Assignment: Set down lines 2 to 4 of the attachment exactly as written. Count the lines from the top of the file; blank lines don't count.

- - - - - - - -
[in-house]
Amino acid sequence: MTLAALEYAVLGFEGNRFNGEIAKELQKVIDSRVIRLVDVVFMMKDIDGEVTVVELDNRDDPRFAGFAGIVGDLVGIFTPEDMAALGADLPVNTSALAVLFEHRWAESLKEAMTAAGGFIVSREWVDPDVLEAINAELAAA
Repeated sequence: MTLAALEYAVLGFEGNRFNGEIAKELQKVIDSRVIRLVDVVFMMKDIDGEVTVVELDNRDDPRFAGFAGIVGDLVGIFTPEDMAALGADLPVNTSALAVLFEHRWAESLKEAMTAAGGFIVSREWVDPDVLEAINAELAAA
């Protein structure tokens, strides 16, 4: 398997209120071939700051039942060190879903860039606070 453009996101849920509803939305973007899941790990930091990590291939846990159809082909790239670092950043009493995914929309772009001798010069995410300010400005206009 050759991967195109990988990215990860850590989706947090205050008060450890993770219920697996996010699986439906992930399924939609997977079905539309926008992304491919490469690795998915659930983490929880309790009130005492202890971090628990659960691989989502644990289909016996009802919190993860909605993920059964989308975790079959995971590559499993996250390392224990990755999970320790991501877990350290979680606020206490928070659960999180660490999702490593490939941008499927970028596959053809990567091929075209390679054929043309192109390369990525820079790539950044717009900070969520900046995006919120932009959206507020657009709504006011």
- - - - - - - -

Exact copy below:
Amino acid sequence: MTLAALEYAVLGFEGNRFNGEIAKELQKVIDSRVIRLVDVVFMMKDIDGEVTVVELDNRDDPRFAGFAGIVGDLVGIFTPEDMAALGADLPVNTSALAVLFEHRWAESLKEAMTAAGGFIVSREWVDPDVLEAINAELAAA
Repeated sequence: MTLAALEYAVLGFEGNRFNGEIAKELQKVIDSRVIRLVDVVFMMKDIDGEVTVVELDNRDDPRFAGFAGIVGDLVGIFTPEDMAALGADLPVNTSALAVLFEHRWAESLKEAMTAAGGFIVSREWVDPDVLEAINAELAAA
């Protein structure tokens, strides 16, 4: 398997209120071939700051039942060190879903860039606070 453009996101849920509803939305973007899941790990930091990590291939846990159809082909790239670092950043009493995914929309772009001798010069995410300010400005206009 050759991967195109990988990215990860850590989706947090205050008060450890993770219920697996996010699986439906992930399924939609997977079905539309926008992304491919490469690795998915659930983490929880309790009130005492202890971090628990659960691989989502644990289909016996009802919190993860909605993920059964989308975790079959995971590559499993996250390392224990990755999970320790991501877990350290979680606020206490928070659960999180660490999702490593490939941008499927970028596959053809990567091929075209390679054929043309192109390369990525820079790539950044717009900070969520900046995006919120932009959206507020657009709504006011």